4. Continue in that manner for your right cheek, and then proceed down and over your jawline to your neck.
  5. Be extra careful when shaving your neck — the skin in that area is extremely thin and most prone to nicks and cuts.
  6. Repeat the above steps with the left side of your face.
  7. Once both sides of your face are finished, proceed to your upper lip and, using your opposite hand to pull the skin downward and as taut as possible, shave downward from the nose with small, quick strokes.
  8. Next is the chin, so this time, pull your lower lip up as far as possible and again shave downward from the lip to your chin and down your neck.
  9. Give yourself a rinse and a wipe down, and follow up with aftershave and one of the best face moisturizers, and you’re all set for the day.

What is a shavette and how do you load one?

While some straight razors are a true blade, just like your favorite kitchen knife, others feature an easily changeable razor blade — used in a “shavette” — for minimal maintenance.

Murdock London offers the following step-by-step directions for loading a disposable blade:

  1. Lift the metal catch at the end of the razor and separate the two metal sections.
  2. Set the fresh blade with the edges facing to and away from you. Hold it from underneath with both thumbs and middle fingers in the middle.
  3. Bend the edges upwards until they snap clean in half.
  4. Fit a half-blade over the two raised bumps on the lower metal section and then place the higher metal section on top and squeeze together.
  5. Close the catch over the two metal sections. Your straight razor is now ready for use.

Why you should use a straight razor

While using a straight razor is difficult, it can still be a task and skill worth learning. Here are just a few reasons why you should strongly consider the straight-razored shave:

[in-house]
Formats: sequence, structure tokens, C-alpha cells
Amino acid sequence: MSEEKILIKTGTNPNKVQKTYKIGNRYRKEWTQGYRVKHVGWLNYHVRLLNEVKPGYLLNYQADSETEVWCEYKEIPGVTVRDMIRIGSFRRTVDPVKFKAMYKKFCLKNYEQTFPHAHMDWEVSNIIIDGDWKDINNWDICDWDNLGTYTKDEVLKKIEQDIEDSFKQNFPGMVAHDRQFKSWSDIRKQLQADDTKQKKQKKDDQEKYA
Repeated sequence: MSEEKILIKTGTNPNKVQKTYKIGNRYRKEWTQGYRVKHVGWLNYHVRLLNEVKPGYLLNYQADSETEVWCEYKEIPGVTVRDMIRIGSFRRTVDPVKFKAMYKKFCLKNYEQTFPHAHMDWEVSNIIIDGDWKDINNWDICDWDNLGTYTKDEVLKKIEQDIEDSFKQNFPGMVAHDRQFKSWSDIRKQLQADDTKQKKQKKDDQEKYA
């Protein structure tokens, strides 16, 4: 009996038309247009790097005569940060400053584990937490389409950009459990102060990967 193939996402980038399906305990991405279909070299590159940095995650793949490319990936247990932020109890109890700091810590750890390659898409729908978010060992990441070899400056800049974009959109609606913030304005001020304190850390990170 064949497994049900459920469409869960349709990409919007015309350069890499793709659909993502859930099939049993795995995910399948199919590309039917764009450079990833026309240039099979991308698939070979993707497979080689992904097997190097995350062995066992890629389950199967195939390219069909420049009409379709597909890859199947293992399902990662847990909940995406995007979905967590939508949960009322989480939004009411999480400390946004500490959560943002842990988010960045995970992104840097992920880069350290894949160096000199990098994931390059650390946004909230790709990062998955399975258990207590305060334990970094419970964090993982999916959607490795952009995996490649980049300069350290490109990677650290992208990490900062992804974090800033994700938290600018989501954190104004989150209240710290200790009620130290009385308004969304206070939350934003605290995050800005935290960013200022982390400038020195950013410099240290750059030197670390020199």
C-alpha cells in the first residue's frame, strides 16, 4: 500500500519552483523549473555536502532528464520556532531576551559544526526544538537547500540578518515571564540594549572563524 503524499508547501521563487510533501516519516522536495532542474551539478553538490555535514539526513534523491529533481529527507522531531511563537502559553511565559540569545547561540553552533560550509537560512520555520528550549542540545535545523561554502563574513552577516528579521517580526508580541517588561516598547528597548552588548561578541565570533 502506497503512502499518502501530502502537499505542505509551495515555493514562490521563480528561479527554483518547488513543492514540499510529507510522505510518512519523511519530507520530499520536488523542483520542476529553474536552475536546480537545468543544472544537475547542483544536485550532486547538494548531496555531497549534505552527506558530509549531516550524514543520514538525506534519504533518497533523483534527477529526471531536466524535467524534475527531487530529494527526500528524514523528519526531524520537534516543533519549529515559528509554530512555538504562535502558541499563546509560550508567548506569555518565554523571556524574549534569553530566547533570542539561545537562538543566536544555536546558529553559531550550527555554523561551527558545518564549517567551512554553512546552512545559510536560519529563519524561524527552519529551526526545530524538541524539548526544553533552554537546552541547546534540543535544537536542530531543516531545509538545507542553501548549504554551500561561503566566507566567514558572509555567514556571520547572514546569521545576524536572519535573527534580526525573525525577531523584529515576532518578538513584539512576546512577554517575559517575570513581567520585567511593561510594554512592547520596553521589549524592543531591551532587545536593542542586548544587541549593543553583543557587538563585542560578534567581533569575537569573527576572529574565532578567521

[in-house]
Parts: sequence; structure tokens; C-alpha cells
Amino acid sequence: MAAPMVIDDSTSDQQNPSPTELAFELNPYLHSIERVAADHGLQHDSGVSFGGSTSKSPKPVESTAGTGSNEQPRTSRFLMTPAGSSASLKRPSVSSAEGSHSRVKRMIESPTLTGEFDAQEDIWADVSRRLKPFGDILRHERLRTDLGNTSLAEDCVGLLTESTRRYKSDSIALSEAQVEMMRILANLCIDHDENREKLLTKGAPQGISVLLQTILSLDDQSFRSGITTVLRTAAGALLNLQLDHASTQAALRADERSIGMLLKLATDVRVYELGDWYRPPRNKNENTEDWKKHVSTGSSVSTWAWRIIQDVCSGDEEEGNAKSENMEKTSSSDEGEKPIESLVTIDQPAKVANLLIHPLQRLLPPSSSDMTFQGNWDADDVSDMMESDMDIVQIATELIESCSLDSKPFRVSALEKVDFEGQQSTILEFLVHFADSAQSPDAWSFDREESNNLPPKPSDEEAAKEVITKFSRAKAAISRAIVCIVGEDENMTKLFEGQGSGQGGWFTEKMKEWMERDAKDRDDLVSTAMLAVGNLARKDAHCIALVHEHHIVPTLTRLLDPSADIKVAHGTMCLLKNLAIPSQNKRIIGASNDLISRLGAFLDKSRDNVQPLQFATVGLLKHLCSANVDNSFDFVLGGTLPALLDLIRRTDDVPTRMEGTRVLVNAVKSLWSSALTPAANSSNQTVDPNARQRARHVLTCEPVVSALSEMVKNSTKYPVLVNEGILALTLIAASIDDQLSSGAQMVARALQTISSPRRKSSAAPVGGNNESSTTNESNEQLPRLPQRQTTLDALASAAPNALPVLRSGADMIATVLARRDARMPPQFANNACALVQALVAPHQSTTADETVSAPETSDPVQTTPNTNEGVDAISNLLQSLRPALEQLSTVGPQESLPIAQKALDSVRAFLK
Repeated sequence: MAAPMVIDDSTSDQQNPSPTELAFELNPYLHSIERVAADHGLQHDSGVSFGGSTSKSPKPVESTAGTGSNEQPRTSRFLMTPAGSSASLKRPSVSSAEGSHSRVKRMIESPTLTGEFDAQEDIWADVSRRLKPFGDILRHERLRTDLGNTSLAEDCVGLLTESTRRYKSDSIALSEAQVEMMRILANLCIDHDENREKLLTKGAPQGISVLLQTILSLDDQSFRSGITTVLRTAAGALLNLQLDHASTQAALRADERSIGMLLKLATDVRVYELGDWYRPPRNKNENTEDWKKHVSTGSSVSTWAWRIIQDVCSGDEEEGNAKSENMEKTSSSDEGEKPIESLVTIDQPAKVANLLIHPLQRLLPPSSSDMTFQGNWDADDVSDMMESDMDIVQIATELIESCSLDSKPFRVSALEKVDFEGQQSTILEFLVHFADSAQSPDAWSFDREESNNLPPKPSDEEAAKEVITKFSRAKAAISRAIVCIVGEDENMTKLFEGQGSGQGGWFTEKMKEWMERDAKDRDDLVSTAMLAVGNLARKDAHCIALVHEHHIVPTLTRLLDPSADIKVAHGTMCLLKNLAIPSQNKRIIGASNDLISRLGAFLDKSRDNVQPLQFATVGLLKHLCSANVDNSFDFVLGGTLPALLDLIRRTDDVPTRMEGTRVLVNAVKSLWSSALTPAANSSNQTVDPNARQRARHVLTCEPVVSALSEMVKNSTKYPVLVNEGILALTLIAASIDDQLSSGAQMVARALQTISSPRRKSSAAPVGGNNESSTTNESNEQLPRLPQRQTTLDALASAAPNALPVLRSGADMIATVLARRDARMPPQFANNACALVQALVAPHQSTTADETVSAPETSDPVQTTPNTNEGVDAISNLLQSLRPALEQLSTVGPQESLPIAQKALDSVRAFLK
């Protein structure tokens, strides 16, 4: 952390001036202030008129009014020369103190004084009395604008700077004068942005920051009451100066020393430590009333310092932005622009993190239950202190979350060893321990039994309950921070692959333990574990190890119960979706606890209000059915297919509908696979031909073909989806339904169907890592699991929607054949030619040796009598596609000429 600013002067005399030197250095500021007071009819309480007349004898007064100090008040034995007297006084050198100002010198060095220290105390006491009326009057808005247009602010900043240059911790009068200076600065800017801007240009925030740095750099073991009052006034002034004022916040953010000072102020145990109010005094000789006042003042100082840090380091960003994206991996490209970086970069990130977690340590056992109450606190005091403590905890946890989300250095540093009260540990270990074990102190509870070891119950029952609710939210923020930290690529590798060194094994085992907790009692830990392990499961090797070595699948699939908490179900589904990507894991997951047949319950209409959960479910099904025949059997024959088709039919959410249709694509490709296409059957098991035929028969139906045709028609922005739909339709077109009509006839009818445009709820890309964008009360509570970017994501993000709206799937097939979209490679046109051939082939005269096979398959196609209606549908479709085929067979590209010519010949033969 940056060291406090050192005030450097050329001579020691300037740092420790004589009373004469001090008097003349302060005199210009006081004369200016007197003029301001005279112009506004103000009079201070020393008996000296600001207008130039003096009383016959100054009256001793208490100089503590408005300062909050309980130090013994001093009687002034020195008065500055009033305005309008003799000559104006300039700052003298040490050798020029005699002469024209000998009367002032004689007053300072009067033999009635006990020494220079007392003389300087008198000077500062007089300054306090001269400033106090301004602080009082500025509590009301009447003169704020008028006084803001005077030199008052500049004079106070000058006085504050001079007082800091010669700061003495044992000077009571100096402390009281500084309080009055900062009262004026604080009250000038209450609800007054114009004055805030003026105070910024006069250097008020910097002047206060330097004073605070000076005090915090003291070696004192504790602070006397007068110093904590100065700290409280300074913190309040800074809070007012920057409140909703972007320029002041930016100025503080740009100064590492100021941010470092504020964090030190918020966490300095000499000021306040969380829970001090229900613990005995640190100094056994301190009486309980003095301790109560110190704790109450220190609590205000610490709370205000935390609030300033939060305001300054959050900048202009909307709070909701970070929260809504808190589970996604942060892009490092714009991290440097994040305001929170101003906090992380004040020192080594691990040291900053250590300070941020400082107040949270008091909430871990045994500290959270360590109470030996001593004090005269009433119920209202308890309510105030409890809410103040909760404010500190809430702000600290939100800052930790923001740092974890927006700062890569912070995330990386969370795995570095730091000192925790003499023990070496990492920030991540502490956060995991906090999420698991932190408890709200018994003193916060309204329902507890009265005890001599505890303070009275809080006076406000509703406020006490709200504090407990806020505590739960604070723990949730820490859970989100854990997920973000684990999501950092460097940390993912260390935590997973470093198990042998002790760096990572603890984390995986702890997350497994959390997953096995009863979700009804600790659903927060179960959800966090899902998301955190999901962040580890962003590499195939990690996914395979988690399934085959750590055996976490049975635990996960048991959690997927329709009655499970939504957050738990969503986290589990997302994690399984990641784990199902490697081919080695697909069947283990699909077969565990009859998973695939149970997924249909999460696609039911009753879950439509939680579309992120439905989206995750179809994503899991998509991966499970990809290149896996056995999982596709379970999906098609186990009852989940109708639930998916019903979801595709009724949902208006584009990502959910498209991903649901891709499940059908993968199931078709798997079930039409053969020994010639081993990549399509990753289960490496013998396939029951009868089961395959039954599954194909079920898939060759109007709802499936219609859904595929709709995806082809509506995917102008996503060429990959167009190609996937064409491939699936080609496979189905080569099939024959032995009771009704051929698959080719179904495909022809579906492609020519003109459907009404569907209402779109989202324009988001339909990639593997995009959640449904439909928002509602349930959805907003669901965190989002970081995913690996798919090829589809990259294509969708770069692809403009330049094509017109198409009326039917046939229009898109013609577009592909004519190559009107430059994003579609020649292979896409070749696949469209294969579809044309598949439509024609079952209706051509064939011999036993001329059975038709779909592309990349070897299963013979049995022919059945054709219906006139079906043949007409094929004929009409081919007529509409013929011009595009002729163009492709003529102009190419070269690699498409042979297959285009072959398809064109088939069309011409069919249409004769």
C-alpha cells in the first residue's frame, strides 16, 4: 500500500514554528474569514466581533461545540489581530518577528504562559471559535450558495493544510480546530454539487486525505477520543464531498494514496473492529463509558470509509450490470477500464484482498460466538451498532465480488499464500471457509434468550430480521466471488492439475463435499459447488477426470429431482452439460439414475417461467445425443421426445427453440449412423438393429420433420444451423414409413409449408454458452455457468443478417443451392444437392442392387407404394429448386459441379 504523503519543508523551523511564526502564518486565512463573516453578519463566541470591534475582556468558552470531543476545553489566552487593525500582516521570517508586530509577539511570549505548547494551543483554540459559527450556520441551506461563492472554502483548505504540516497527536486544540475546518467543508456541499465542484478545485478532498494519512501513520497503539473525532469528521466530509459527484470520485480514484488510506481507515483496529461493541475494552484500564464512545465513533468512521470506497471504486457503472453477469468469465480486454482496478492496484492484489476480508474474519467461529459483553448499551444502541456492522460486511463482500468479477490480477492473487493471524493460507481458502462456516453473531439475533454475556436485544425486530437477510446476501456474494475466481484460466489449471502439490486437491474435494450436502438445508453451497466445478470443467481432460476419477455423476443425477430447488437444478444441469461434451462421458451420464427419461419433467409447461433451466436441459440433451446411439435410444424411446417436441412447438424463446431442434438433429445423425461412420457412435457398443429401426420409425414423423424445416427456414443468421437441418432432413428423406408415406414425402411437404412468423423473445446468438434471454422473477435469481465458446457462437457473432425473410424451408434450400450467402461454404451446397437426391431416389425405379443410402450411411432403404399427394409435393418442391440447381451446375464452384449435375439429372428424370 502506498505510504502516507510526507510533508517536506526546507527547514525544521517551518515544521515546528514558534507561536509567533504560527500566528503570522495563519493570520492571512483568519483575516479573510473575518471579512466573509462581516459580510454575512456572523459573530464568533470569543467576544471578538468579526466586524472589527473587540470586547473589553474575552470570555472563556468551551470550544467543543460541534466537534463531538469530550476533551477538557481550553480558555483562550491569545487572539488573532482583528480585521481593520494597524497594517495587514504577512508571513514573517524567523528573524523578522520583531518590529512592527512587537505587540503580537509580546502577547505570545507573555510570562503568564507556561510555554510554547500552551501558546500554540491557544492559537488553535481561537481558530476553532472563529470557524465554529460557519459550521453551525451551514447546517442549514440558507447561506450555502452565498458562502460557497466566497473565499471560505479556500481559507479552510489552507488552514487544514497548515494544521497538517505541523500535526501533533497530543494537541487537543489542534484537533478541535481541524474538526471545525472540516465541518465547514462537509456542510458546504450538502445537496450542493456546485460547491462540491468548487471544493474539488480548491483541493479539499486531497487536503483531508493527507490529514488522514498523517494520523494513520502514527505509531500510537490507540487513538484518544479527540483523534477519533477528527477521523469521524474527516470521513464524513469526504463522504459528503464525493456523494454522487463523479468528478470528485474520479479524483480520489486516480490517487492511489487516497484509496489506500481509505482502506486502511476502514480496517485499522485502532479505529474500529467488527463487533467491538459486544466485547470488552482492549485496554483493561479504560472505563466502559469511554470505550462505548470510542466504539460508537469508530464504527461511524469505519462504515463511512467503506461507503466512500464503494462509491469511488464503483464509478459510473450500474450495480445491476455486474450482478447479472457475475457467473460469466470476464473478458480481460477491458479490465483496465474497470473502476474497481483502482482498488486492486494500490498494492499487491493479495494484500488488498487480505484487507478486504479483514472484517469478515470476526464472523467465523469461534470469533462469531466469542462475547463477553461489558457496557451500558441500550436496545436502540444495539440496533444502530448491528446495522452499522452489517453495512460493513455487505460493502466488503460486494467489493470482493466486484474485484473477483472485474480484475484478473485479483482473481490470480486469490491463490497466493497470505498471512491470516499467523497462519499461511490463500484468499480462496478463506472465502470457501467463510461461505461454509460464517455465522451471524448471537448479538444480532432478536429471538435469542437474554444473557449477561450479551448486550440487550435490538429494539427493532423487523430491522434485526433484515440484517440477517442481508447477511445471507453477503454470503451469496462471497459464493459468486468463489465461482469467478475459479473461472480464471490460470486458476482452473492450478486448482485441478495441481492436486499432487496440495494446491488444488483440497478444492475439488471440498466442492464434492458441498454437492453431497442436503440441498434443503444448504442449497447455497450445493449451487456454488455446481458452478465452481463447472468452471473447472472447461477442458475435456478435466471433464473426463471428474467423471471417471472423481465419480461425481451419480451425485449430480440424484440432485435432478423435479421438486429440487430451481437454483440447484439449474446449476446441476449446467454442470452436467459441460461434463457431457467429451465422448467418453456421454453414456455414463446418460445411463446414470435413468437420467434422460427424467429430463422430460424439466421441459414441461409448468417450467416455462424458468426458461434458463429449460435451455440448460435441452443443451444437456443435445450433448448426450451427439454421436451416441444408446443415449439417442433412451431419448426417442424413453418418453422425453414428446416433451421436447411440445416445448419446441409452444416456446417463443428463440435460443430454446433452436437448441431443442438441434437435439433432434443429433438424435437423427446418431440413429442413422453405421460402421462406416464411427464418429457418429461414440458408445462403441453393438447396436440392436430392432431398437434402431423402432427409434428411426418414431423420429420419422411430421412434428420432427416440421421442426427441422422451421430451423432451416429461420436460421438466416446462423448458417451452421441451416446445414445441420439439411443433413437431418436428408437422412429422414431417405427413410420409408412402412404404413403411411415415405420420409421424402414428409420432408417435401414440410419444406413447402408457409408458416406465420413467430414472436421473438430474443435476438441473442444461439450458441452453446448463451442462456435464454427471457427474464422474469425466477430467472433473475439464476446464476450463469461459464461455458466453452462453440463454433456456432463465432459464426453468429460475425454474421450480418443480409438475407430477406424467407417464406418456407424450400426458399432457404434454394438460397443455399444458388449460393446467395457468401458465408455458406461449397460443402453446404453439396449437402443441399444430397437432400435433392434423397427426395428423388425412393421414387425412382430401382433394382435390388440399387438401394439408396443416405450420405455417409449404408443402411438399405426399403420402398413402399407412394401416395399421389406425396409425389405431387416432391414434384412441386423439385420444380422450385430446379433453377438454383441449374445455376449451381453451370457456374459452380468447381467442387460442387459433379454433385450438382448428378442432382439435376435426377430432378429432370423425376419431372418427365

Straight razors offer more precise, controlled shaves compared to traditional safety razors. Triple-bladed safety razors and electric razors both have a ton of contact points with the face. As a result, the final product is hard to control. The single cutting edge of the straight razor gives you the opportunity to focus and define your shave from a single line.

Facial health

While an aftershave balm is a excellent way to reduce irritation from any shave — including one from a straight razor — a proper shave with a straight razor could also reduce your risk of getting ingrown hairs, nicks, and a nasty infection.

Saving money and environment

You will spend less money on supplies for your straight razor since you’re not buying expensive cartridges again and again. Instead, the main skill for straight razor maintenance is learning how to sharpen the blade. Similarly, straight razors are more environmentally friendly — fewer disposable items mean less pollution and resource consumption.

Man getting a straight razor shave from a barber.
Image used with permission by copyright holder

How hard is it to shave with a straight razor?

When learning new grooming routines or habits, it will take time, practice, and trial and error to fully amass enough experience to feel comfortable in doing so. This is imperatively true with learning how to shave with a straight razor. Take your time, and your neck will thank you later.

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John Jones
John Jones is a Jersey City, New Jersey-based writer who enjoys covering design in all its forms, from fashion to…